Murray Bookchin and Social Ecology
21 September 2011
On 21 September Professor David Schlosberg, Department of Government and International Relations, looks at the contribution and contradictions of Murray Bookchin, who died in 2006.
"Bookchin was one of the key figures in environmental philosophy and political thought in the 20th century," Professor Schlosberg said. "Along with figures such as Rachel Carson, Aldo Leopold and Wendell Berry, he inspired a generation to reconceptualise the human relationship with the natural world."
The main argument of Bookchin's 'social ecology' was that nature is not a place of domination and exploitation but is inevitably defined that way by a society steeped in unequal power relationships.
"Bookchin believed that removing domination from social relationships would help human societies realise the cooperative potential of the natural world.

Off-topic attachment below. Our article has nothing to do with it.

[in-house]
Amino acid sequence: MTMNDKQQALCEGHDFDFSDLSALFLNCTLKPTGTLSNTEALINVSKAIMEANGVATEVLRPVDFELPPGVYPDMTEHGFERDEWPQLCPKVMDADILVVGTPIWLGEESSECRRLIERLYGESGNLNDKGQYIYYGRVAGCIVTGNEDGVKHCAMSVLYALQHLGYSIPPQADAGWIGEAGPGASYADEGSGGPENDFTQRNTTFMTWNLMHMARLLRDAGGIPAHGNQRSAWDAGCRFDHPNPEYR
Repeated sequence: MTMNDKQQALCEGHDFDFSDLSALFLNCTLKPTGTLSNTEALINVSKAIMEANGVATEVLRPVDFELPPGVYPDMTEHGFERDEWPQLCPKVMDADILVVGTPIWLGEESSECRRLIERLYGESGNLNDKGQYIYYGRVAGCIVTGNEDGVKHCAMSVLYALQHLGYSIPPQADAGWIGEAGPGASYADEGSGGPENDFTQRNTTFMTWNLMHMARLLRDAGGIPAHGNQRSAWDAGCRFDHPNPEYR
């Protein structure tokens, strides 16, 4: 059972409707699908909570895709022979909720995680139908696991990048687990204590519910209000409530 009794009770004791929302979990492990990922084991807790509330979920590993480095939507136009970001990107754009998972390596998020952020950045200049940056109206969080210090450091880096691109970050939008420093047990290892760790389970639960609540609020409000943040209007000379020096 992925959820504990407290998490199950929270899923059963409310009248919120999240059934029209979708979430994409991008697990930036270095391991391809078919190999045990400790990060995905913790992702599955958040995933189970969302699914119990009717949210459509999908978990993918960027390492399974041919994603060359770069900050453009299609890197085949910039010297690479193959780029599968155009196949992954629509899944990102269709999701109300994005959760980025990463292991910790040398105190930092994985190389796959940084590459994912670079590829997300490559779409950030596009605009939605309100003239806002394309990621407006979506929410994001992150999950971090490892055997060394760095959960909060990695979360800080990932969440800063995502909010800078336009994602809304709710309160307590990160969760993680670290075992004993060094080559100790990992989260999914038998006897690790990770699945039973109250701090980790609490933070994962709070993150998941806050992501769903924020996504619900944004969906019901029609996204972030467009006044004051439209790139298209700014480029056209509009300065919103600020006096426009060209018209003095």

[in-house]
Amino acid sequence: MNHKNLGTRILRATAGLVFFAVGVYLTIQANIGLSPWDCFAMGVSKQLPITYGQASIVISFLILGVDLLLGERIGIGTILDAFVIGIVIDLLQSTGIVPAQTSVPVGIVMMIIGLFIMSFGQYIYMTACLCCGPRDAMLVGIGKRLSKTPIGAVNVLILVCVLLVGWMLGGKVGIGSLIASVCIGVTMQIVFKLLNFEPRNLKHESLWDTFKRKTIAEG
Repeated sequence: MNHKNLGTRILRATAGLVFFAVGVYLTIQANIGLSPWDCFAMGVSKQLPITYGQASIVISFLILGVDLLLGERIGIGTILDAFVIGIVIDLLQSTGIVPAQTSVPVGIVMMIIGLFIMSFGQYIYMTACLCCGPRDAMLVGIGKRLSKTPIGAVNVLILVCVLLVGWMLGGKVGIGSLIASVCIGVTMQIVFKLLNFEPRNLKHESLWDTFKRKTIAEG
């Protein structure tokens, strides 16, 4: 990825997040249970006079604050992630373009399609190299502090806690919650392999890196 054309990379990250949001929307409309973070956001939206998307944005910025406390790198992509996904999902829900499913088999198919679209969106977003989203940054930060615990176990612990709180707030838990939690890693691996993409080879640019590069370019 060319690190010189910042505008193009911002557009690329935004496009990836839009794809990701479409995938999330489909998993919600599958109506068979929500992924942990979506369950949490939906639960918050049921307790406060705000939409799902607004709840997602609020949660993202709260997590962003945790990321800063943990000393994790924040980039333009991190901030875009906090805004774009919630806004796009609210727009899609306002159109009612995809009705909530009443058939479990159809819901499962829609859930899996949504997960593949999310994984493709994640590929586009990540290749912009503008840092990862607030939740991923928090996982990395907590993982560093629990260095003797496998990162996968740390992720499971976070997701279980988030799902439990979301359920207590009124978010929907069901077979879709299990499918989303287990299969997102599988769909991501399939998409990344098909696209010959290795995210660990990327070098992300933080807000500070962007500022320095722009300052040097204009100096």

"Unfortunately, Bookchin himself was domineering. He insisted on sole ownership of the idea of social ecology, while criticising and demonising those who tried to build on its ideas by going in alternate directions," Professor Schlosberg said.
Schlosberg believes Bookchin's tragedy is that, through his own actions, the idea he created became as dominating and alienating as the false image of the natural world he had so accurately described.
What: Murray Bookchin and social ecology: rethinking nature and alienating a movement
When: 6pm, Wednesday 21 September
Where: Foyer, New Law Building, Camperdown Campus. See map and directions
Cost: This series is free and open to all, with no ticket or booking required. Entry is on a first come, first served basis.
Contact: Verity Leatherdale
Phone: 02 9351 4312